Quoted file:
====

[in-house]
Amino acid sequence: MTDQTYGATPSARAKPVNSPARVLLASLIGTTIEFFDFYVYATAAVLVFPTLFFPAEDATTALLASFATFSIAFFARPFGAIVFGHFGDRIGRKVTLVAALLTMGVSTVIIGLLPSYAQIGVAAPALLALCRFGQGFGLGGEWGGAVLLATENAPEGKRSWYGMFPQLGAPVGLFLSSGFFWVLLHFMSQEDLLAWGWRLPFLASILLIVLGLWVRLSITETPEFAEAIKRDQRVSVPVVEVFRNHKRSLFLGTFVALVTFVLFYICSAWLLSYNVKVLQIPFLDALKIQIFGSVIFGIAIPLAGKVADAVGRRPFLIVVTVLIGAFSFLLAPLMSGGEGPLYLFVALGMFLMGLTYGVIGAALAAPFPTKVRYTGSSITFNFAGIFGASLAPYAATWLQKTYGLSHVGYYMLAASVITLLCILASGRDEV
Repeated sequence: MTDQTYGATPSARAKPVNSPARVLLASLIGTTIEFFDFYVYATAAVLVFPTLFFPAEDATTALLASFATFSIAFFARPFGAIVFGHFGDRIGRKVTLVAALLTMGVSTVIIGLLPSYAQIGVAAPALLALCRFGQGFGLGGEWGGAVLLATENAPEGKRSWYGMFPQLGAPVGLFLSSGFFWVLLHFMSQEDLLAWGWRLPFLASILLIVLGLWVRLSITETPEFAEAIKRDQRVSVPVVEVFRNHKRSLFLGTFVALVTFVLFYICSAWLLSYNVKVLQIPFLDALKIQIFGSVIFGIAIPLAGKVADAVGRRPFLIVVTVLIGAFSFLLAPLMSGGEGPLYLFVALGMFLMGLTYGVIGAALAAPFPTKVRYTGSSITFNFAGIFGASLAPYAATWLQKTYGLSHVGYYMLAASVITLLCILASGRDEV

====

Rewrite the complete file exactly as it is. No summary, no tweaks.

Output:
[in-house]
Amino acid sequence: MTDQTYGATPSARAKPVNSPARVLLASLIGTTIEFFDFYVYATAAVLVFPTLFFPAEDATTALLASFATFSIAFFARPFGAIVFGHFGDRIGRKVTLVAALLTMGVSTVIIGLLPSYAQIGVAAPALLALCRFGQGFGLGGEWGGAVLLATENAPEGKRSWYGMFPQLGAPVGLFLSSGFFWVLLHFMSQEDLLAWGWRLPFLASILLIVLGLWVRLSITETPEFAEAIKRDQRVSVPVVEVFRNHKRSLFLGTFVALVTFVLFYICSAWLLSYNVKVLQIPFLDALKIQIFGSVIFGIAIPLAGKVADAVGRRPFLIVVTVLIGAFSFLLAPLMSGGEGPLYLFVALGMFLMGLTYGVIGAALAAPFPTKVRYTGSSITFNFAGIFGASLAPYAATWLQKTYGLSHVGYYMLAASVITLLCILASGRDEV
Repeated sequence: MTDQTYGATPSARAKPVNSPARVLLASLIGTTIEFFDFYVYATAAVLVFPTLFFPAEDATTALLASFATFSIAFFARPFGAIVFGHFGDRIGRKVTLVAALLTMGVSTVIIGLLPSYAQIGVAAPALLALCRFGQGFGLGGEWGGAVLLATENAPEGKRSWYGMFPQLGAPVGLFLSSGFFWVLLHFMSQEDLLAWGWRLPFLASILLIVLGLWVRLSITETPEFAEAIKRDQRVSVPVVEVFRNHKRSLFLGTFVALVTFVLFYICSAWLLSYNVKVLQIPFLDALKIQIFGSVIFGIAIPLAGKVADAVGRRPFLIVVTVLIGAFSFLLAPLMSGGEGPLYLFVALGMFLMGLTYGVIGAALAAPFPTKVRYTGSSITFNFAGIFGASLAPYAATWLQKTYGLSHVGYYMLAASVITLLCILASGRDEV